A international lawyer turned policy analyst, Sahar Fathi, is a powerhouse of social change on a mission to shakeup how city policy is made.
When you ask Fathi, who works at the Office of Immigrant and Refugee Affairs, what her job means to her, she’ll tell you it defines her.
Before she landed her current job, Fathi graduated cum laude from the University of Southern California, studied law and international studies at the University of Washington, attended two different universities in France and became a member of the New York Bar Association, and ran for State Legislature.
Oh, and she also worked as a legal clerk in Rwanda in her twenties.
Yeah, she’s pretty cool.
Her work at the city level began as an aide to Councilmember Mike O’Brien, where she worked on homeless issues and public safety, striving for equity for everyone.
Continuing her fight for fairness, Fathi now finds herself carefully evaluating and examining the policies that effect immigrants and refugees in Seattle.
What got you started down this career path?
I’m Iranian-American and I was born in Boston, but both my parents are Iranian. They came over with the revolution in 1979.
We used to go visit Iran for the summer, and in Iran when you’re nine you become a woman, so you have to wear a headscarf.
We went to the beach and there were a lot of crackdowns happening. My mother asked me to put on a headscarf and my cousin was nine and didn’t have to wear one because she looked like she was seven.
So I had to sit on the beach while all the other kids were playing and I had to be the model woman. I was watching the water and the tide came in and there was this woman wearing a long chador. She ran after her little boy in the water and the water started to swirl around her and the tide caught her and pulled her under.
I was watching as she almost drowned and people had to drag her out. And, as legend has it, I told my mother that I was going to work at an international criminal tribunal and bring justice for all these women. So I’ve been doing it ever since I was nine.
How did you get into your current position right now?
It’s a long story and I have no idea! Okay, so I studied to be an attorney and when I was in law school I still wanted to work at a criminal tribunal.
So I went to the international criminal tribunal for Rwanda. They only take really, really big criminals and all the rest of the criminals don‘t get heard. Which means that most people are living next door to people who committed genocide against their families. And it also means that a lot of orphans are living in subsidized housing ten feet away from where their parents were killed in front of them.
I was 22 or 23 and I went to the UN to practice Genocide/Humanitarian law, which is like the most important thing I’ve ever done in my life. The case I was working on had been going on for ten years. Four people were being tried for conspiracy to commit genocide, which is really hard to prove. So I remember thinking that I’m not doing anything for these kids, so I came back to the U.S., back to Seattle.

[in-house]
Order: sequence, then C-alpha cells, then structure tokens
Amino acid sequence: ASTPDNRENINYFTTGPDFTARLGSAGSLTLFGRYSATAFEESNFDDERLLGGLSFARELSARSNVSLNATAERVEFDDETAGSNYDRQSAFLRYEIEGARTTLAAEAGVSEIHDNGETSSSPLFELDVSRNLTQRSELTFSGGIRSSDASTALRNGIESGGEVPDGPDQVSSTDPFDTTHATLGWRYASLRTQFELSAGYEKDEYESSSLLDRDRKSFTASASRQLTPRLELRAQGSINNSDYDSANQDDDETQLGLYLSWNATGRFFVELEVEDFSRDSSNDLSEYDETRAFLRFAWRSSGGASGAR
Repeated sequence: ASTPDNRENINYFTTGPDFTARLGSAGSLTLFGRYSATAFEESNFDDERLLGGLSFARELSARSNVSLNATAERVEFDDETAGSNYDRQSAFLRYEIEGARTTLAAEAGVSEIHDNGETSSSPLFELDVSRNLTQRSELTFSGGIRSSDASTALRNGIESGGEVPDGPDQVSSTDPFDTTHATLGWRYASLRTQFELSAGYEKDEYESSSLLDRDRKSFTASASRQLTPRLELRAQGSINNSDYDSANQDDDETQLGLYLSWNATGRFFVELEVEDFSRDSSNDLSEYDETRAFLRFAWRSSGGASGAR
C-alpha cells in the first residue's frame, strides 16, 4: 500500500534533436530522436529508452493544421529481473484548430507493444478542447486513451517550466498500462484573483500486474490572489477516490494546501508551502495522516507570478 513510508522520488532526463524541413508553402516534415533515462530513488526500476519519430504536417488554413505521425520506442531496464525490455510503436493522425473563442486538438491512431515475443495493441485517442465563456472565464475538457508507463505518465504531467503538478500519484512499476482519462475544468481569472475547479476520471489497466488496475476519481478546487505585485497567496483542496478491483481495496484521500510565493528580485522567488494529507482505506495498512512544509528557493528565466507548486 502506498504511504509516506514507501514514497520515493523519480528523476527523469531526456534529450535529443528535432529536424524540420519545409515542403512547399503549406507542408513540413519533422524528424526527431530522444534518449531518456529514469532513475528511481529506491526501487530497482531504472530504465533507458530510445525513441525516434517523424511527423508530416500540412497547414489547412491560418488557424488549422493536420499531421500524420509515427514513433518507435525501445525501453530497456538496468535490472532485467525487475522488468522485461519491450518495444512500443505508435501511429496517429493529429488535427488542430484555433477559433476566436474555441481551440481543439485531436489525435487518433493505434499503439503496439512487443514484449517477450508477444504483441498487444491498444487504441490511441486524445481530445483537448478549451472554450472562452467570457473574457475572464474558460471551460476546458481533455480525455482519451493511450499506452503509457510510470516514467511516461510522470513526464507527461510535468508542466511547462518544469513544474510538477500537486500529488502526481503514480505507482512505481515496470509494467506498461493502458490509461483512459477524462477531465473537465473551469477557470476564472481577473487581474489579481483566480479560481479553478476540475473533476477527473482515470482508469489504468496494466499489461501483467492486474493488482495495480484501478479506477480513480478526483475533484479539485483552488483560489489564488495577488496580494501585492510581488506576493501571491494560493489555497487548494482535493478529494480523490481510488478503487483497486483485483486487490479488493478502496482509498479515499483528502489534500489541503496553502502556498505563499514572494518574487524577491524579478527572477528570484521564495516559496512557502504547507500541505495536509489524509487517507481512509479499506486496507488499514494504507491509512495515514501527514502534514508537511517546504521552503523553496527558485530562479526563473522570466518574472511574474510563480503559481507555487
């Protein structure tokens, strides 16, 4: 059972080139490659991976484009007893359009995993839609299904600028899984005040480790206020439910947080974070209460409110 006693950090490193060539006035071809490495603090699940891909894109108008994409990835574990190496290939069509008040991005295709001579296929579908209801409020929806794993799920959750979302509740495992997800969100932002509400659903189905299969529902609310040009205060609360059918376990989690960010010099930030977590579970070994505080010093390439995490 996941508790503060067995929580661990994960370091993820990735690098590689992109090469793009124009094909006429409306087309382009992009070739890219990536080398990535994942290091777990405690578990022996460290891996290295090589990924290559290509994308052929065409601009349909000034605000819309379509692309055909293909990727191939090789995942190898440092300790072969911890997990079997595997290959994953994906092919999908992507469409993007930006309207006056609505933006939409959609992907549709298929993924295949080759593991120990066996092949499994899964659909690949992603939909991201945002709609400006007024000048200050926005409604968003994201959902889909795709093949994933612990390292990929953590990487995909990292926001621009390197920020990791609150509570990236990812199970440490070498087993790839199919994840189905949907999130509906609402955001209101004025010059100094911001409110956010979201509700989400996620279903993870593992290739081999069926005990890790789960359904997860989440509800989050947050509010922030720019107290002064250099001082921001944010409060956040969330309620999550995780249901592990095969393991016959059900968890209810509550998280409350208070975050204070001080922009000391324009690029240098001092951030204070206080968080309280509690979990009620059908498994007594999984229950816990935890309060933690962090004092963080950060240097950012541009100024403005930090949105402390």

Eventually I worked for Councilman O’Brien on the city council.
In 2010 in Ballard, there were 800 people living in their cars, which is a lot for a small neighborhood. What we found was the way that homelessness is defined, is that if you live in your car, it is considered an asset. So you can’t apply for benefits because you had $2,000 in collateral, but you didn‘t actually have anything you were just living in your car.
There were tons of opportunities for these people, but they weren’t quite homeless yet and we couldn’t get them into services. So we created this pilot, it got all this recognition, and then I decided to run for office.
When I ran [for State Representative], it was on a platform of accessibility and inclusivity for low-income, homeless, immigrants and refugees. I think what happened is that I was so convincing on immigrant and refugee issues that they recruited me to the position I’m in now when I lost. That’s how I got here!
It’s been my niche a lot at the city. I’m always the one who’s at the table asking, “How are refugees going to access this? How do we change the contract so refugees can get in?”
How did studying abroad affect your work with policies and issues here in Seattle?
When I first went abroad to the Sorbonne (France), that was a year where I understood what it was like to be a foreign student.
Oh. My. God! It is so much harder. I mean, I’m a very educated person, but there were times where I couldn’t even communicate that I wanted a certain credit to be transferred over because I just didn’t have that vocabulary.
So I think I gained a lot of humility and that’s probably why I’m so obsessed with translation and interpretation right now at the city. Because it’s not fair to a lot of people, because they are very smart, it’s just this language barrier.
Do you think that Seattle is welcoming enough to immigrants and refugees?
No, but I don’t think it’s intentional. I think we fall off pretty quickly in terms of standards, but it’s not because we’re mean.
It’s because of things like equitable zoning. I don’t think anyone goes into Chinatown and says “Let’s make them suffer.” But rent rises and minimum wage needs to rise with it but it doesn’t, you know what I mean?
We are probably okay with living in the current status-quo. We are still trying to make a difference, which is what I admire quite a bit about Seattleites — because they always mean well. Sometimes we mess up a little, but we always mean well.
Do you think there is enough diversity in congress and in legislature?
No, no, no. That was one of the reasons I ran for State Legislature. I constantly told people of color to run, but it’s hard. You have to say certain things and you can’t be different.
And at the same time I think we could do a hell of a lot more to help people run. I think we have far too much money in politics, far too much is dependent on people in power.